Culture

The workshop continues its remorseless march across the modern world

Is there any more terrifying phrase in the modern English lexicon than ‘Sort yourself into small groups and discuss this please’?

You can’t get away from it. Every meeting or public speaking event these days has to feature one. Small-group discussion is de rigueur no matter what the context. I’m expecting a workshop now every time I turn up to something that has more than two people there. Next gig I go to I fully expect the band to do half their normal set and fill in the rest of the time getting people sorted into small groups with buttons they can press to signify agreement or disagreement.

This is especially the case when someone is being paid to give a talk. Why waste your time writing down something that might interest and entertain your audience, when you can get them to do your work for you? Why spend your days trying to work an hour’s talk into a proper shape when you can get away with fifteen to twenty minutes of introductory pap, and then fill up the rest of the time getting groups of three or four utterly bored and uninterested people to talk about it themselves, and then report their bored, piss-poor observations to the rest of the room, who all nod their heads and pretend that something worthwhile is being said?

British people generally don’t like this sort of thing, but they put up with it because it’s the latest done thing, and they don’t like to be seen making a fuss. (Americans may be more enthusiastic.) Anyone who tries to get out of it will immediately be publicly shamed — I know, I’ve tried it a few times, and it’s like saying you voted Brexit at women’s group meeting. The level of aggression immediately displayed towards anyone who doesn’t play the game is quite disturbing.

Also, British people tend to think that the crapness of their discussions is down to their own inadequacies. But it’s not. Every discussion in a workshop setting — except for those where it’s really important to do it, and the people involved have a real motivation to do it well — is crap.

Small group discussion is, of course, suitable for seminars/tutorials at University. That’s their proper place, where the point is (or used to be) to develop bright young minds. But even there they’re mostly crap, and mostly painful for everyone involved. They’re not something you want to do again once you leave University. On the contrary, most people who’ve got their BA never want to do one ever again. If they do, they want it to be a high-level workshop with, say, other brilliant graduate students so they can finally have a tute which isn’t full of morons.

But generally workshops outside the University context are even worse, because there’s no degree result at risk, and you’re just doing it to please your boss, or your wife or husband, and there’s no lecturer who really knows the area bringing some focus to the discussions, and filling in with useful material when conversation dries up. It’s just forty or ninety or whatever minutes of pain, when beforehand you’d gone in expecting to hear someone with some expertise talking about what it is they have expertise in, and giving you some knowledge, but instead you have to hear a load of people with no expertise in the area, including yourself, talking a load of embarrassing tosh to fill in the time because the person who supposed to have expertise either doesn’t have it, or they just couldn’t be bothered writing a proper talk.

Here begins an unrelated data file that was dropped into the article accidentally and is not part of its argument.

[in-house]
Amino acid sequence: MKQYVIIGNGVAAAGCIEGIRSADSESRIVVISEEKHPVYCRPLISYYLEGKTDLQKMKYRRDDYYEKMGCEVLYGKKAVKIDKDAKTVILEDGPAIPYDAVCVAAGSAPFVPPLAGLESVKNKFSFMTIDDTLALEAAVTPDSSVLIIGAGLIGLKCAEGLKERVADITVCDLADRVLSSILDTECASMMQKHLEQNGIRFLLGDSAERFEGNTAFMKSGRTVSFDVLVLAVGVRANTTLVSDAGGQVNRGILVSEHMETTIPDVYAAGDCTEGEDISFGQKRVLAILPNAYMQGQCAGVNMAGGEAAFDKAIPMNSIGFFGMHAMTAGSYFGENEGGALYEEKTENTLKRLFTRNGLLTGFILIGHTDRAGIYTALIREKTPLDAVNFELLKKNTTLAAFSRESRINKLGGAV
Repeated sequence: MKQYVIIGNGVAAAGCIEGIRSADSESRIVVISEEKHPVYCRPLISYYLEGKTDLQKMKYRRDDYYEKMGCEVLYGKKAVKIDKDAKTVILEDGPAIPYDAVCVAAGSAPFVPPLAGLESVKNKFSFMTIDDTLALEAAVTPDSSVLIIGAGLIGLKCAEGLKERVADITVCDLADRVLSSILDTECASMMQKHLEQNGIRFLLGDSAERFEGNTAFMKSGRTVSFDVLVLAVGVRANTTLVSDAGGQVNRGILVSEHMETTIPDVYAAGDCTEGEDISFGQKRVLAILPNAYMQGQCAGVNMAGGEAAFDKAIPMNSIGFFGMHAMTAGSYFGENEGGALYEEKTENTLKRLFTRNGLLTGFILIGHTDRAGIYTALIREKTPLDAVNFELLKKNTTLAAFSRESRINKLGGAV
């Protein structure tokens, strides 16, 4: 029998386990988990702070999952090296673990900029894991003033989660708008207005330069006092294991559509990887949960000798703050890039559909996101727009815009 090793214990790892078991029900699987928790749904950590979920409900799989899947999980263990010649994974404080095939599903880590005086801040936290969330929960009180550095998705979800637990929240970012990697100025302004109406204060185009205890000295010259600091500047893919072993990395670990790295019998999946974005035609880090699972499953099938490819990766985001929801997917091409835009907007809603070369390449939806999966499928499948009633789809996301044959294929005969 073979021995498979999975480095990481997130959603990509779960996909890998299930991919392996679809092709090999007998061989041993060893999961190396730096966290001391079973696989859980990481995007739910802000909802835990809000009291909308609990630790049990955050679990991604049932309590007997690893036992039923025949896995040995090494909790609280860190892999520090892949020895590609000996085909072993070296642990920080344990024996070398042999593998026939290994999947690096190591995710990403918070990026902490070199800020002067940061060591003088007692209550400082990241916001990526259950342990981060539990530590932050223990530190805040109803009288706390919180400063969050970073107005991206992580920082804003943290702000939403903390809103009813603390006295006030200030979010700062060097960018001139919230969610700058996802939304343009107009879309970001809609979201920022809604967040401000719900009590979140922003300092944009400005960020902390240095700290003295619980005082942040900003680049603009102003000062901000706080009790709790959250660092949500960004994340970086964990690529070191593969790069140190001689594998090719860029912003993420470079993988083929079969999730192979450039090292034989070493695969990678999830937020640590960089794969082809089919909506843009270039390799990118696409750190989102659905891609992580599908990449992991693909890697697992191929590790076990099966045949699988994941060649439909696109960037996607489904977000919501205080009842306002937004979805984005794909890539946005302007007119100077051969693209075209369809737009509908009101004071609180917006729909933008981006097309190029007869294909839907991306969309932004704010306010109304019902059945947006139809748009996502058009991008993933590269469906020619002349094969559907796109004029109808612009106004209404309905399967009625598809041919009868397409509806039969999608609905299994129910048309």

The supposed rationale for workshops is supposed to be that you will absorb the material better if you’re engaged in it rather than being a passive recipient, and there is some truth in that if it’s a serious topic that you really want to know more about, and you have a pretty good idea already about it. But as anyone who ever went to a University tutorial/seminar unprepared can tell you (and that’s pretty much every Uni student), a tutorial/seminar that you go into without knowing anything about the topic is useless. And any tutorial/seminar that you go into where you aren’t really motivated to participate in properly is also a waste of time, even if you do know something about it.

And I’ve even been to workshops (outside the University context) where the people involved were knowledgable, and were keen to learn, but it was still rubbish. That’s because workshops just don’t suit most occasions — generally it’s a very inefficient way of transferring knowledge. It’s also because, as I said above, a workshop is usually an excuse for lazy speakers to avoid doing the work they should have done and passing the buck to the idiots who were stupid enough to waste their time turning up.

So from now on I’ll never again attend anything — any sort of occasion at all — without first checking whether it involves a ‘workshop’. If it does, it will do so without the use of my forced labour as a part of it.

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